Brion Hurley (9m 6s):

You had opportunities and you just didn't execute on that. So it worked out very strange that that was closest. Bonds are the people we competing against. Now, I wouldn't say that we shared tips or gave advice to each other, but definitely the other closest people on my team that I still think in contact with people though, who I lost my job to, or I beat them out for their job. And you would think that they would hold grudges or would there be animosity there, but it's not the case at the end. I think that goes to the, you know, how the personality types of everybody, but also the team environment that as long as we're winning and we're doing well, you know, no one wants to be the one that's to blame for mistakes or costing the games.

Brion Hurley (9m 59s):

So if the team's winning and if there was someone better that can do the job than you, and it helps the team win. And that's kind of the attitude that most people take. So that's pretty healthy.

Mark Graban (10m 9s):

Cause for comparison, I'm going to come back to the big 10 thing. Cause the funny small world almost connection cause Brion and I've known each other for a couple of years in professional circles. And then I learned that you had kicked at Iowa and it was the same years that I was a student. I was playing drums in the marching band at Northwestern. So for those four years that our teams played each other every year. You know, we were in the same approximate location. In fact, I was actually on the field once at Kinnick Stadium, but I was there as a visiting marching band member when you were on the roster. But when you were playing for Iowa, Northwestern was, was terrible those years.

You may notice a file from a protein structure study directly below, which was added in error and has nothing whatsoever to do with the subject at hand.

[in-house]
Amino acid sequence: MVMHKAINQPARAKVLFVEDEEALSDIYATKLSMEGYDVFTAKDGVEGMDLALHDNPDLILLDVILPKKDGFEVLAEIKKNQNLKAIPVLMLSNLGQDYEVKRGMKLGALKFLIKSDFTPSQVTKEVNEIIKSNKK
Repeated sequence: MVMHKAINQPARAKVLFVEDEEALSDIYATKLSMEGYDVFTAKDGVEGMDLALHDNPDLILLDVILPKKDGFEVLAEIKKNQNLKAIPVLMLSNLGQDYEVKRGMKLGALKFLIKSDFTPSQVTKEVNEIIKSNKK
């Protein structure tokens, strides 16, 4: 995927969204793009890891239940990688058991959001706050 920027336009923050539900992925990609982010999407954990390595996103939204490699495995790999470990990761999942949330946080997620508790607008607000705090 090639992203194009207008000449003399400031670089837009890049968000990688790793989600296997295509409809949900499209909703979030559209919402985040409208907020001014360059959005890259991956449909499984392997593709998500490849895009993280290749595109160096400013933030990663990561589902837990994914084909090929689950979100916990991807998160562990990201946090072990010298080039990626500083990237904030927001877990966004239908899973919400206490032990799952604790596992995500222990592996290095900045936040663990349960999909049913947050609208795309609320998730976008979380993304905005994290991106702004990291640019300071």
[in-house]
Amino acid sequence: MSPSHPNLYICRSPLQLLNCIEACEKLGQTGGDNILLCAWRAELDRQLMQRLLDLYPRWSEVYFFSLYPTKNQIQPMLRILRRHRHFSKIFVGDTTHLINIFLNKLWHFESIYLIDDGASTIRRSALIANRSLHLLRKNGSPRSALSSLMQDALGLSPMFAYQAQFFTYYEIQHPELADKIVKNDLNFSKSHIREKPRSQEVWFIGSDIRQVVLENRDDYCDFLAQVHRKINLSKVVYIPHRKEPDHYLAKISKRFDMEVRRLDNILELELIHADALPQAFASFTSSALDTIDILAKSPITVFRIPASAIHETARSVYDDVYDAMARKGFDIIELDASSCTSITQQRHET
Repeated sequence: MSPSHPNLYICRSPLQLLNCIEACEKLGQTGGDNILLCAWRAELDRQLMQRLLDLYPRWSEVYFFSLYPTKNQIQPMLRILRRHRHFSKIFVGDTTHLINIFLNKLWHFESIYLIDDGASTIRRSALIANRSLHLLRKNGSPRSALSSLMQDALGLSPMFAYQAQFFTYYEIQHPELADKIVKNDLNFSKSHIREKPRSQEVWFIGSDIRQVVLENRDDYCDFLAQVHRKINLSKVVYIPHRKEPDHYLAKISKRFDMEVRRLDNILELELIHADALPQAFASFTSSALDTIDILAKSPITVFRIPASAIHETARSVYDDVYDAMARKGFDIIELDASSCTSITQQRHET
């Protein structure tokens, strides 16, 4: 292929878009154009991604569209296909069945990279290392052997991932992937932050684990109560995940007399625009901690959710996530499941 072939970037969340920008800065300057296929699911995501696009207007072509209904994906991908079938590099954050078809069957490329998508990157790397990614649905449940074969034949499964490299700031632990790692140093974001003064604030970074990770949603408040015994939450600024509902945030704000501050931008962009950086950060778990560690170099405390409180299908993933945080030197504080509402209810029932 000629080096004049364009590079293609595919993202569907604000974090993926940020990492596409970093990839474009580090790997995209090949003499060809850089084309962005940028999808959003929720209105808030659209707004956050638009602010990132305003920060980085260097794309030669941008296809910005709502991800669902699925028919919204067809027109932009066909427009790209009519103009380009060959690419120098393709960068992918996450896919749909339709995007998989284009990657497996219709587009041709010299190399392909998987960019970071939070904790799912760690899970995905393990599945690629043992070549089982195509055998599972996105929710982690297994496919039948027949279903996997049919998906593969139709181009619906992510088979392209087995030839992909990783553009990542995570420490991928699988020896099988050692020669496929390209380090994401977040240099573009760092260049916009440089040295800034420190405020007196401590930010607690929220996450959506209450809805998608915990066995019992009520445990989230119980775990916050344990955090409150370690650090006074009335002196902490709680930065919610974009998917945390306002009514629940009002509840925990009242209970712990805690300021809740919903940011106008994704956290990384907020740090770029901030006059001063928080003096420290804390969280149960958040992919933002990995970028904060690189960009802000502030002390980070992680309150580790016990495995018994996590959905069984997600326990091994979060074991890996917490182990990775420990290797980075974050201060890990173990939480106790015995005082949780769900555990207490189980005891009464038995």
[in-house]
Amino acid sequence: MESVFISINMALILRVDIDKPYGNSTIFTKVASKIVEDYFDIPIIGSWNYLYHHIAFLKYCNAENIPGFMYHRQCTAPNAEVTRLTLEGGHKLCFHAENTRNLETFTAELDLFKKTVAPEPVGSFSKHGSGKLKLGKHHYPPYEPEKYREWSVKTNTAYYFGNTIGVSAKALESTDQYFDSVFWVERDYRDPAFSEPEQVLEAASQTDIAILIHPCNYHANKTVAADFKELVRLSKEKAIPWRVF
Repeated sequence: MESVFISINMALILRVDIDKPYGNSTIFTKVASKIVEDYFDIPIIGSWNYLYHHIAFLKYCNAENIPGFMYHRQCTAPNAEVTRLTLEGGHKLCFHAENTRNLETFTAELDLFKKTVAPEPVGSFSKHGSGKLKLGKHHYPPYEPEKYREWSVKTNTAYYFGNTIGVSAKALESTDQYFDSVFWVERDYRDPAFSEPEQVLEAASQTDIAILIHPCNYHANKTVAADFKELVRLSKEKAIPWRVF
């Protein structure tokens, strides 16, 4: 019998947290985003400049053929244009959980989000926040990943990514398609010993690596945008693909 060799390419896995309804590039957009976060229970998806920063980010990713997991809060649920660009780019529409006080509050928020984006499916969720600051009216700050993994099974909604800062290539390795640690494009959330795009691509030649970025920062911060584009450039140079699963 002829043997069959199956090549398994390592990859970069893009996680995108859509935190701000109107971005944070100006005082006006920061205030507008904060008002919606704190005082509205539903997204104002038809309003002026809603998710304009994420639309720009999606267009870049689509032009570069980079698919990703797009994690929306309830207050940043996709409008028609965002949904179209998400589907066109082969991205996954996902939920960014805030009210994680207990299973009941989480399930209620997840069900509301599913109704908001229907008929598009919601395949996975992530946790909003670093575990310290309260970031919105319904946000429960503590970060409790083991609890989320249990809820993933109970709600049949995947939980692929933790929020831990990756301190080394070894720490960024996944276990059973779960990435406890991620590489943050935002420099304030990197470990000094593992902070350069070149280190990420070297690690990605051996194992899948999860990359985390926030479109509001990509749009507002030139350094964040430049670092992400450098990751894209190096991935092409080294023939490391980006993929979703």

Mark Graban (10m 50s):

We were winning maybe three games a year, Iowa. You had an expectation of going to a bowl game, maybe going to the Rose Bowl. So maybe that maybe helped with the competitive dynamic of well there's, there's, there's some benefit, even if you're not the starting kicker to let's say this bowl trip or the excitement of being on a winning team, it would be a mistake to undercut each other, I guess.

Brion Hurley (11m 11s):

Yeah, absolutely. And I think that's just like in business, I think there's a lot of commonality there with the leaders and the coaches and how they set the tone for that. And so I had a coach that I played for was Hayden Fry, and he's very well-known legendary coach. And that's how he operated was. And he had a lot of success doing it that way. So that carried through to the players. And so, and I think what happened at Northwestern was actually during my time when Northwestern pulled off, what I think was maybe the most unbelievable turnaround of any sports team, because it was, I remember growing up, it was a guaranteed win when I would play at Northwestern and scores of 50 to, you know, we're very common and to see them evolve over those couple of years.